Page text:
States Clash With Pentagon on PFAS Water Limits, Polluted Sites

Six states with drinking water standards for so-called “forever chemicals” are now wrestling with what those limits mean when water contamination from Department of Defense sites seep into their communities.

Members of Congress from both parties are starting to vent their frustration at military foot-dragging even as the states take different paths to address the contamination. One state is suing. Another must wait years for an investigation to end. A third is keeping a watchful eye on the Biden administration.

DuPont, 3M Win Dismissal of California PFAS Lawsuit

3M Co. and E.I. DuPont de Nemours Inc. shook off a California water utility’s claims that they contaminated the state water supply with PFAS after the Central District of California found the utility failed to establish jurisdiction.

Golden State Water Co. alleges that the companies “directed and instructed” intermediaries and end users of their products to dispose of them in a way they should have known may cause contamination.

Four U.S. Water Stories to Watch in 2021

Now that the calendar has flipped to January 2021, it’s time to say goodbye to the mess of the past year, yes? The baggage from 2020 was discarded, left behind at the station when the clock struck midnight, right? Appealing as that might be, the answer is no. Far from being in the rearview, the upheaval of the last year will set the stage for the next 12 months and beyond.

SCV Water’s First PFAS Water Treatment Facility Now Serving Residents

Santa Clarita Valley residents are now receiving water from one of California’s first facilities that restore groundwater affected by a suspected manmade carcinogen, SCV Water Agency officials announced Monday. The move comes after the agency received the final permit to serve water from its first water treatment plant that combats per- and polyfluoroalkyl substances, or PFAS, from groundwater.

‘Forever Chemicals’ Pollute Water from Alaska to Florida

Tom Kennedy learned about the long-term contamination of his family’s drinking water about two months after he was told that his breast cancer had metastasized to his brain and was terminal.

The troubles tainting his tap: per- and polyfluoroalkyl substances, a broad category of chemicals invented in the mid-1900s to add desirable properties such as stain-proofing and anti-sticking to shoes, cookware and other everyday objects.

Final WRDA Package Leaves Clean Water Out

A House-Senate conference committee approved a final version of the Water Resources Development Act, or WRDA, for 2020, late last week. The final language did not include the clean water sector, drawing criticism from members of the industry.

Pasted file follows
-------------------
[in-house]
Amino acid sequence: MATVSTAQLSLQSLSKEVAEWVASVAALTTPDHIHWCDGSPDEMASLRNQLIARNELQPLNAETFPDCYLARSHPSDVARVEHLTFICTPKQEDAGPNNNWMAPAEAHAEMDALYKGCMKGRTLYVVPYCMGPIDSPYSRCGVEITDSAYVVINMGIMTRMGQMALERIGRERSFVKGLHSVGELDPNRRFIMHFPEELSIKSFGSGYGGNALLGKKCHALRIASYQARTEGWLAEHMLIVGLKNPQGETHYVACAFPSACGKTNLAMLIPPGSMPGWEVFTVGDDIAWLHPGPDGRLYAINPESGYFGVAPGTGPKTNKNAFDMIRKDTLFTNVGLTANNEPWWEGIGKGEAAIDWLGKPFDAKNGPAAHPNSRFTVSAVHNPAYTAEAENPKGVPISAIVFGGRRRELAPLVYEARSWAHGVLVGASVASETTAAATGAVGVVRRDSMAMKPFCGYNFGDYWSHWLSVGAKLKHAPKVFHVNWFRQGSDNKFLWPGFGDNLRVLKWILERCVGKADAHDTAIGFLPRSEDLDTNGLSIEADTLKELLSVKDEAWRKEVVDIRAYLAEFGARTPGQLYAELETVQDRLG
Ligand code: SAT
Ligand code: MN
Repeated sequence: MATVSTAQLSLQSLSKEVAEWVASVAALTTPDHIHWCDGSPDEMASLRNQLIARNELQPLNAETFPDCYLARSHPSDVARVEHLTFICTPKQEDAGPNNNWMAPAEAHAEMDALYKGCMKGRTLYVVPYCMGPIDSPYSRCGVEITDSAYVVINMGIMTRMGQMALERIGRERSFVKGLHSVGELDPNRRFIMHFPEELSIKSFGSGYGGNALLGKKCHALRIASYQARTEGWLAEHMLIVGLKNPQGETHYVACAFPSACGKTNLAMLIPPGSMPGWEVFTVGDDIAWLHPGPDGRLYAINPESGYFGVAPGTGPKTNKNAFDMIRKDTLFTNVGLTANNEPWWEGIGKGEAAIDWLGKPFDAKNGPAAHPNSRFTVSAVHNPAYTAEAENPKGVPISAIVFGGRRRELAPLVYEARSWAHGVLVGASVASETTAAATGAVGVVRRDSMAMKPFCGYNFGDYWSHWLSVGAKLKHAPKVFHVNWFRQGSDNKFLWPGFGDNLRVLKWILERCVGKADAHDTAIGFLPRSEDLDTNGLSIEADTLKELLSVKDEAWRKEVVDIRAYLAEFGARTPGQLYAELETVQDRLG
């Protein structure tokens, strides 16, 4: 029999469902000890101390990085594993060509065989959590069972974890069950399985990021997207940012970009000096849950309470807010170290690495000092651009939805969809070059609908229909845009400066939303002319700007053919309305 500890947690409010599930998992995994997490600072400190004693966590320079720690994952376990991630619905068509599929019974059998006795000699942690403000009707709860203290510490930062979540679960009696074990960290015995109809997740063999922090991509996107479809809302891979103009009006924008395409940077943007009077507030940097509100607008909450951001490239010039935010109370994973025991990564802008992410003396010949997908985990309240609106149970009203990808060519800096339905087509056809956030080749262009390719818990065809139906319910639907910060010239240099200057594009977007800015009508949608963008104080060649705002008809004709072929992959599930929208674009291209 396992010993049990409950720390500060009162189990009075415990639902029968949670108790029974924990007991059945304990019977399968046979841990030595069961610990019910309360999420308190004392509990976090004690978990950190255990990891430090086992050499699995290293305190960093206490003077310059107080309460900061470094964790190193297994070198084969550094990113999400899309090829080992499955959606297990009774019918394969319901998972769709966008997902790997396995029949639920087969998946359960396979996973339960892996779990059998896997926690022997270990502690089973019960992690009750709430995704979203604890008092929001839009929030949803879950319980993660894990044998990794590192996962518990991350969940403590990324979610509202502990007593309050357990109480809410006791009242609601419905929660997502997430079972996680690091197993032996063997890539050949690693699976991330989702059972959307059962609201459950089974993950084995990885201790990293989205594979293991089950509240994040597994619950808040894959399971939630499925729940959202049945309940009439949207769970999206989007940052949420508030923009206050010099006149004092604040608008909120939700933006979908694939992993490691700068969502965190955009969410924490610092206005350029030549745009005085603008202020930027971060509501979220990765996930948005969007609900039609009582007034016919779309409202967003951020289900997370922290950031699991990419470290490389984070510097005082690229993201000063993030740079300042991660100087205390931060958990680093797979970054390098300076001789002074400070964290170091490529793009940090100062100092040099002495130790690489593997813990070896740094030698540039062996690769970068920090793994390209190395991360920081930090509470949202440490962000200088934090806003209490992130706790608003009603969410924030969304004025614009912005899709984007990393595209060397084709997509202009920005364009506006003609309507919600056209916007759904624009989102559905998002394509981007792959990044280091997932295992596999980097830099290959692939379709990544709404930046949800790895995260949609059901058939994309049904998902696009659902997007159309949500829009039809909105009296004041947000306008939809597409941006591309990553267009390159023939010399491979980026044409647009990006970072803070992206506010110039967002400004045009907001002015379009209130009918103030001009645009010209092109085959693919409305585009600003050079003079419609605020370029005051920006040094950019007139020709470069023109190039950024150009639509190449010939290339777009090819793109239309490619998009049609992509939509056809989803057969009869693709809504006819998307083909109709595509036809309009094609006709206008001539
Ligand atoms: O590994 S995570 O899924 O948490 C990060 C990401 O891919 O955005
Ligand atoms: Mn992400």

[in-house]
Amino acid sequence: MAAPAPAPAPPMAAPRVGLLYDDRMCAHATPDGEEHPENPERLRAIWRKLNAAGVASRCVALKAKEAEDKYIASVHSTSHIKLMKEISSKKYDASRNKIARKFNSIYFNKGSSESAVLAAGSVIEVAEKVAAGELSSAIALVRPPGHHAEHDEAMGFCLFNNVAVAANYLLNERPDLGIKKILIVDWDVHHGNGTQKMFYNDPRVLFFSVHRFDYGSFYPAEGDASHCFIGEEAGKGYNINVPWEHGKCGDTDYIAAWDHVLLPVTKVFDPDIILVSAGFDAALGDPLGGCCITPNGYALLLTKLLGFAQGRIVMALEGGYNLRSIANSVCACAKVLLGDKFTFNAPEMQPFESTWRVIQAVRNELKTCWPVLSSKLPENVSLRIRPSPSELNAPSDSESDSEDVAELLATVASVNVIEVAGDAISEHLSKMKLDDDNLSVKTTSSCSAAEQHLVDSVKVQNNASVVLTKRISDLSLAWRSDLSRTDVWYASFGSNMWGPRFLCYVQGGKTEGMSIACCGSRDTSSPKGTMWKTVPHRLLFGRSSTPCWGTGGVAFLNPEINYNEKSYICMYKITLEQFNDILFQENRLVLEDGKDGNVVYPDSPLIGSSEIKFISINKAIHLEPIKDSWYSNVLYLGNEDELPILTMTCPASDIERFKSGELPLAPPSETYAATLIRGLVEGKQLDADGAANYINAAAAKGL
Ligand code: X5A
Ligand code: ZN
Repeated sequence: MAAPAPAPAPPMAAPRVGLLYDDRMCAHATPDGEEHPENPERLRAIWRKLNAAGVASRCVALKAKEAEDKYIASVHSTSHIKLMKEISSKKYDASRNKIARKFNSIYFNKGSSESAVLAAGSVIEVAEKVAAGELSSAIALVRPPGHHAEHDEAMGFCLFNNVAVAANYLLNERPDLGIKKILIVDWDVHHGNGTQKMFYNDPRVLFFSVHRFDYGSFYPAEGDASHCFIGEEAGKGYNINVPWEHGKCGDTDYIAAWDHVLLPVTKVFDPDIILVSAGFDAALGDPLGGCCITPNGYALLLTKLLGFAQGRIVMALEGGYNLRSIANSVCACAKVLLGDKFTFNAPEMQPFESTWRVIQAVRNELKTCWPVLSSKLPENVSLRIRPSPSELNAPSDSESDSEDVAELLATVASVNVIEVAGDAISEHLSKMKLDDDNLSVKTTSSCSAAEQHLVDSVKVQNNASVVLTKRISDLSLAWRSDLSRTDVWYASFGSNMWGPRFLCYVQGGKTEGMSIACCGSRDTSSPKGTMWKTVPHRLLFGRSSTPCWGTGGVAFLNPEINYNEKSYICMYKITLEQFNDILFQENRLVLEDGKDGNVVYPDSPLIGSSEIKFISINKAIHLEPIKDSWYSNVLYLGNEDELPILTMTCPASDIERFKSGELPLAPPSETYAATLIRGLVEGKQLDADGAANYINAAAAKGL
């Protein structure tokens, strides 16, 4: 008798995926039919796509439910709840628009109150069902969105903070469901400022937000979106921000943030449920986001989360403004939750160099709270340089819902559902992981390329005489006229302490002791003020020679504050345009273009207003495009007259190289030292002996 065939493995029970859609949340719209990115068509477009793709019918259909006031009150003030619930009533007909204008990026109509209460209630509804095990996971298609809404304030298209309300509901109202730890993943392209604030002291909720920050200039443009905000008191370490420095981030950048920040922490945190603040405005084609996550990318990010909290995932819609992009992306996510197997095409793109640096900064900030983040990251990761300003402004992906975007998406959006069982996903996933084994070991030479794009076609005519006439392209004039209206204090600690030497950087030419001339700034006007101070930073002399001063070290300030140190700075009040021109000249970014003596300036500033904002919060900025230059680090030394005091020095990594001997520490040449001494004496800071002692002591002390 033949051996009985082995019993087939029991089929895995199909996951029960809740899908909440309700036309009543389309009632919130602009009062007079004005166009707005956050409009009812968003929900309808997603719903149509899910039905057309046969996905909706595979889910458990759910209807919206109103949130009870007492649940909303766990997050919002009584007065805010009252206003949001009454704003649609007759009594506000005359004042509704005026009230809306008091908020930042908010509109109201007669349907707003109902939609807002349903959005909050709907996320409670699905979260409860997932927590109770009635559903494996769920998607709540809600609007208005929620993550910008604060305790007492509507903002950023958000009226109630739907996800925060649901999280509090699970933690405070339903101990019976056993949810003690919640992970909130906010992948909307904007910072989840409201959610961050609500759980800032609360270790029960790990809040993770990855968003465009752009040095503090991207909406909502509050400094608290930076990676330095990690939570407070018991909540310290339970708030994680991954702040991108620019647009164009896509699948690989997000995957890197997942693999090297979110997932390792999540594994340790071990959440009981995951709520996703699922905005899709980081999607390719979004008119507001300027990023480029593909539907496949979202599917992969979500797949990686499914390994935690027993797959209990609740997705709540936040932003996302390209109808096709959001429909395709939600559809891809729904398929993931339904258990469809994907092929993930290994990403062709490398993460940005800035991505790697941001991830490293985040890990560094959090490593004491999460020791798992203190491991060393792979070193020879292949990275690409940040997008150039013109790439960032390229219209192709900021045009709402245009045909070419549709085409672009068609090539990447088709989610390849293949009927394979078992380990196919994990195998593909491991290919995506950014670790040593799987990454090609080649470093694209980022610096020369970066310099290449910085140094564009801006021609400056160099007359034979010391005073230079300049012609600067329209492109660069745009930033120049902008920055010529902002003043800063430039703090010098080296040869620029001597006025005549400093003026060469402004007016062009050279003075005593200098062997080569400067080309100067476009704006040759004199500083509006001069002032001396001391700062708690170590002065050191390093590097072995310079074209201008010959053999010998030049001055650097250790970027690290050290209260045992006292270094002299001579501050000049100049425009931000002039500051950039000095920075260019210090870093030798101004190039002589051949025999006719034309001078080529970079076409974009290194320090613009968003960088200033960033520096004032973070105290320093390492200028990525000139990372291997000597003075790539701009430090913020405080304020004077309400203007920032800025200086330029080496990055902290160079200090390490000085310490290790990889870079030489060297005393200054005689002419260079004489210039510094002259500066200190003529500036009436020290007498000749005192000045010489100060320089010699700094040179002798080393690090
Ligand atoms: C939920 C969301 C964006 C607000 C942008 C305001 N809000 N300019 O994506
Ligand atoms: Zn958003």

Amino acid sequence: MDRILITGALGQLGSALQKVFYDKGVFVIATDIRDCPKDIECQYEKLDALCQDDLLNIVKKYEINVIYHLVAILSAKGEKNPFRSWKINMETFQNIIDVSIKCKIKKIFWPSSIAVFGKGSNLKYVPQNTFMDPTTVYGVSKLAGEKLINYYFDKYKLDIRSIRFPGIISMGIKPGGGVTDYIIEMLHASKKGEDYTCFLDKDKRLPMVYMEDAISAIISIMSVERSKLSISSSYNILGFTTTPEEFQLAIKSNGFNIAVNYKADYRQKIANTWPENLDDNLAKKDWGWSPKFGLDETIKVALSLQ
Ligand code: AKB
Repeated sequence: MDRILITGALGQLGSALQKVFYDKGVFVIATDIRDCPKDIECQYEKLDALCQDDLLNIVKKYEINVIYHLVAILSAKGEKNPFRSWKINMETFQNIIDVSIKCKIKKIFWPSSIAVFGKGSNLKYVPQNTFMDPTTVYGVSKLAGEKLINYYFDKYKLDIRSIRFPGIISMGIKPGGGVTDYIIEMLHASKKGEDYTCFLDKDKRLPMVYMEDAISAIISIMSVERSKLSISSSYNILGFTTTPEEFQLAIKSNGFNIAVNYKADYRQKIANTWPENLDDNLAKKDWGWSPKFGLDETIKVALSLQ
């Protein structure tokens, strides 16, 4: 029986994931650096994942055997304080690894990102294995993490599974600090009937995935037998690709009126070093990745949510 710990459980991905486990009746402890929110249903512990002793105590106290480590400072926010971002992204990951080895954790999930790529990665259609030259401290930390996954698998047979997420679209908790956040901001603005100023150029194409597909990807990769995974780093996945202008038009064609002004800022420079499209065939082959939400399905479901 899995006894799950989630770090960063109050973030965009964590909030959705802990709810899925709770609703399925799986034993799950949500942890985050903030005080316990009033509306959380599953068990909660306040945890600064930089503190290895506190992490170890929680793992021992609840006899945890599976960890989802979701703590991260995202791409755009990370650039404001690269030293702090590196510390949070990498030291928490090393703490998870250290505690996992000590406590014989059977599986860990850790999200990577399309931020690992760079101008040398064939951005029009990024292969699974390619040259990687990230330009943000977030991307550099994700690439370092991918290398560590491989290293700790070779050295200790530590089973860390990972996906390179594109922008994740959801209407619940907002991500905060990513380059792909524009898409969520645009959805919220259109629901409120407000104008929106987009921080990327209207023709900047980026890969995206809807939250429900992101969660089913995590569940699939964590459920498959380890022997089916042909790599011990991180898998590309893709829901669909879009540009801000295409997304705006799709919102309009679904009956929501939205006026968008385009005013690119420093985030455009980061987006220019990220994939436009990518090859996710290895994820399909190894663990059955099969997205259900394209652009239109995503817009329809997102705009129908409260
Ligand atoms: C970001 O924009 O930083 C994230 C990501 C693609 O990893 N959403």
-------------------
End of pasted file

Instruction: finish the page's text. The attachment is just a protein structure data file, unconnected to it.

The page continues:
OC Water Districts File Massive Lawsuit Over PFAS Contaminants

Eleven Orange County water agencies have joined in a lawsuit seeking hundreds of millions of dollars from DuPont, 3M and others whose carcinogenic chemicals have leached into groundwater aquifers and forced the closure of more than three dozen wells in the central and northern parts of the county.

US EPA Recommends Testing Wastewater for PFAS

Some facilities may have to test for the presence of per- and polyfluoroalkyl substances in their wastewater, under a new strategy from the US Environmental Protection Agency. The effort could eventually help reduce the level of environmentally persistent and toxic PFAS in drinking water drawn downstream of such facilities as well as in fish and river sediment.

Well Water Throughout California Contaminated with ‘Forever Chemicals’

In the weeks before the coronavirus began tearing through California, the city of Commerce made an expensive decision: It shut down part of its water supply.

Like nearly 150 other public water systems in California, the small city on the outskirts of Los Angeles had detected “forever chemicals” in its well water.

What Happens When a Rural Area’s Only Well is Contaminated?

In the spring of 2013, Jocelyn Walters moved Nativearth, her family’s small shoe business, into a warehouse in Mariposa Industrial Park that gave them more space to grow.

But there was one quirk of the new space she hadn’t foreseen.

The industrial park, which has only four businesses and isn’t connected to the town’s water system, gets its water from a well on her family’s property on the outskirts of Yosemite National Park. So Walters found herself helping run a water company from a shoe business.